In Germany, incest continues to remain illegal. On the other hand, many developed countries have abolished the law against incest. These are France (1810), Japan (1881), The Netherlands, Brazil, Spain and Turkey while Romania is reportedly considering legitimising incest between consensual partners.

Child sexual abuse laws in India have been enacted as part of the child protection policies of India. The Parliament of India passed the 'Protection of Children Against Sexual Offences Bill (POCSO), 2011 regarding child sexual abuse on May 22 2012, making it an Act. However, under its clauses, incest is not specifically mentioned within the statutes.

Ronald C. Summit, M.D. in his scholarly paper ‘The Child Sexual Abuse Accommodation Syndrome’ explains this as “secondary trauma in the crisis of discovery” experienced by the child victim of sexual incest. According to Summit, “The syndrome is composed of five categories, of which two define basic childhood vulnerability and three are sequentially contingent on sexual assault: (1) secrecy, (2) helplessness, (3) entrapment and accommodation, (4) delayed, unconvincing disclosure, and (5) retraction.”

Child right activists have long been demanding a more clearly defined law to prosecute perpetrators of incest. In 1983, the law against incest was amended to include policemen, hospital and prison staff who abused women in their custody which amounted to custodial rape. But it did not include sexually abusive fathers. Sexual abuse of the daughter is the worst form of custodial rape.

The reason why children are silent, even when they suspect that something is not right about the way they are being treated by an older family member, is because they are afraid of confiding in someone. This is because the perpetrating adult vows the child into secrecy; the power relations between the child and the elder person instils fear in the victim; the fear stems from what will happen if he/she were to disclose this treatment to a sister, brother, mother, or anyone else close to the victim; the fear of not being believed even if the child were to take its problems to another elder is another major reason that prevents it from disclosure.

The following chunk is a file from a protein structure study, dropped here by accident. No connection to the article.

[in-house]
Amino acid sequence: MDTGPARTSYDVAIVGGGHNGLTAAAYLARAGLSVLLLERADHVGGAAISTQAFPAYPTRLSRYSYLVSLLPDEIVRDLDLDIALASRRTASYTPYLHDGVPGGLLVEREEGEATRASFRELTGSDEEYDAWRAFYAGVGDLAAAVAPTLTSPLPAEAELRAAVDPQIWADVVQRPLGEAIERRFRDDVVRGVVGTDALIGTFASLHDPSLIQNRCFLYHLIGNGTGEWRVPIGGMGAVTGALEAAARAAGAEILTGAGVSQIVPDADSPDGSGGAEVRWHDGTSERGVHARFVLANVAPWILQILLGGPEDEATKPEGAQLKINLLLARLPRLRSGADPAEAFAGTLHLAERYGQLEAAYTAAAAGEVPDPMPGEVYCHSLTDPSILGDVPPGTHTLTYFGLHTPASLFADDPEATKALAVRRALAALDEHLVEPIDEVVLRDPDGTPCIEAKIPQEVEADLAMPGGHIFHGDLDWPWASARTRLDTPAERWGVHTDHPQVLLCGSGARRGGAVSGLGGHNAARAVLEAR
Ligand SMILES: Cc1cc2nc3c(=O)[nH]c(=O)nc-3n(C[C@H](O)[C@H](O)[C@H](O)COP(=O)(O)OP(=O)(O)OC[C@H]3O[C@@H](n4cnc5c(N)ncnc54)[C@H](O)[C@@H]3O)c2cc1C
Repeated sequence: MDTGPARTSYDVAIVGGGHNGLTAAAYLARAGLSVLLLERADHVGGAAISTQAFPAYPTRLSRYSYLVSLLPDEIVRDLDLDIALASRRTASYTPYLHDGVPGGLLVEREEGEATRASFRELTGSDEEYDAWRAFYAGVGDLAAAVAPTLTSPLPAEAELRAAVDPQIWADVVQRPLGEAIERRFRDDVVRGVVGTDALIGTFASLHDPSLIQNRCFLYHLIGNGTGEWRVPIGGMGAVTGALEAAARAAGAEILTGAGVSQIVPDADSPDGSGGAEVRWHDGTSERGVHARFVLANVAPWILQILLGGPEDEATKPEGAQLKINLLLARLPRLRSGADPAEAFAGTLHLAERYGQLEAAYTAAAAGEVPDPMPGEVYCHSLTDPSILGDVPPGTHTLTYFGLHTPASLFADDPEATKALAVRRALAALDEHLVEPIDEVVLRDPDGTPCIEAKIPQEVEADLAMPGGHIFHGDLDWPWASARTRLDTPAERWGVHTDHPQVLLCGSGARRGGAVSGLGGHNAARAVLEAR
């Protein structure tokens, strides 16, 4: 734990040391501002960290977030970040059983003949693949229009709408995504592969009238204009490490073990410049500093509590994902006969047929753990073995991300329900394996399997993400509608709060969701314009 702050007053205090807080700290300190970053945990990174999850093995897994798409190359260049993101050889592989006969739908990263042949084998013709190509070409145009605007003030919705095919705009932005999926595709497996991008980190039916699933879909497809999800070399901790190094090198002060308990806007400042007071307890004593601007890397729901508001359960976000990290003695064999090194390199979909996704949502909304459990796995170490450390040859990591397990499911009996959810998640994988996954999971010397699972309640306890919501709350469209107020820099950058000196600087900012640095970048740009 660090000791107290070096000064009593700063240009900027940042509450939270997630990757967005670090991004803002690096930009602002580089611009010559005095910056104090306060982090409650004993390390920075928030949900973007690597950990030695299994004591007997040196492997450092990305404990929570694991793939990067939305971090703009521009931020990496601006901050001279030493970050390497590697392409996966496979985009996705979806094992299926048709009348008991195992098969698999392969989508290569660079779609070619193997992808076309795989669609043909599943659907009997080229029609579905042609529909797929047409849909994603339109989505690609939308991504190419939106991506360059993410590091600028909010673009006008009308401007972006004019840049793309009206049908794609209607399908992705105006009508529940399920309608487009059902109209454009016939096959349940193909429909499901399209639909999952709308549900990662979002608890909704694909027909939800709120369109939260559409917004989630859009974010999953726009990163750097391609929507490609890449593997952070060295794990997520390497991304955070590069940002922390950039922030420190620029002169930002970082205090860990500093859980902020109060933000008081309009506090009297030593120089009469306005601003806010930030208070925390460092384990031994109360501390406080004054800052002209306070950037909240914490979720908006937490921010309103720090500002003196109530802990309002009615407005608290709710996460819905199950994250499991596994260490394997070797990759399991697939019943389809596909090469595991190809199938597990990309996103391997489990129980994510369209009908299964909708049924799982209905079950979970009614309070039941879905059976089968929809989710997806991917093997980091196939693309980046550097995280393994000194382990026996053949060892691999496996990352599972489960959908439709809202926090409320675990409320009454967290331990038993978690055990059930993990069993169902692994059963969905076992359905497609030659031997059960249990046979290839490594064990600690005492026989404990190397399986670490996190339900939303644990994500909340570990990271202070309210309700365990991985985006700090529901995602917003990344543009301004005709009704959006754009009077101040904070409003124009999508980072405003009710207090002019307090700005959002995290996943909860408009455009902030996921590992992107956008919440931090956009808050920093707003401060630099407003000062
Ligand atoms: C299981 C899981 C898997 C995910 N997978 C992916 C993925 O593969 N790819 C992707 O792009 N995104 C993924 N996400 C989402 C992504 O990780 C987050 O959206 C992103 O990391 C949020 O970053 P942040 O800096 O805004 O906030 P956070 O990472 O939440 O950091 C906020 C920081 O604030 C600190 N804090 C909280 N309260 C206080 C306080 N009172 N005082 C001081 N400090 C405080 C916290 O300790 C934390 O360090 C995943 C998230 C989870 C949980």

So, the torture continues unabated, increasing the confidence in the perpetrator with every passing day of abuse.

Women’s rights activist and lawyer Flavia Agnes opines, “In most cases of sexual abuse, it is the father who is responsible for the heinous crime. He is the custodian of the child. So a case of custodial rape should also look at the father as a suspect. Somewhere, we do not want to interfere with our family values and choose to keep quiet about such cases.”

The tight-knit family structure, the domineering role of the fathers and uncles, the submissiveness of women who are mute witnesses to gross injustice and the ingrained tendency not to allow ‘family shame’ to be exposed whatever the cost, are factors that help the abusers get away with it.

You may, or may not like it, turn your face away in disgust, experience shock when you read of a little girl having been raped by her father till she became pregnant and lost her baby. But child sexual abuse within the family exists, and is rampant. The media can shed light only on the tip of a massive iceberg that lies hidden beneath the large ocean of abuse and torture of children across the world from members within the family.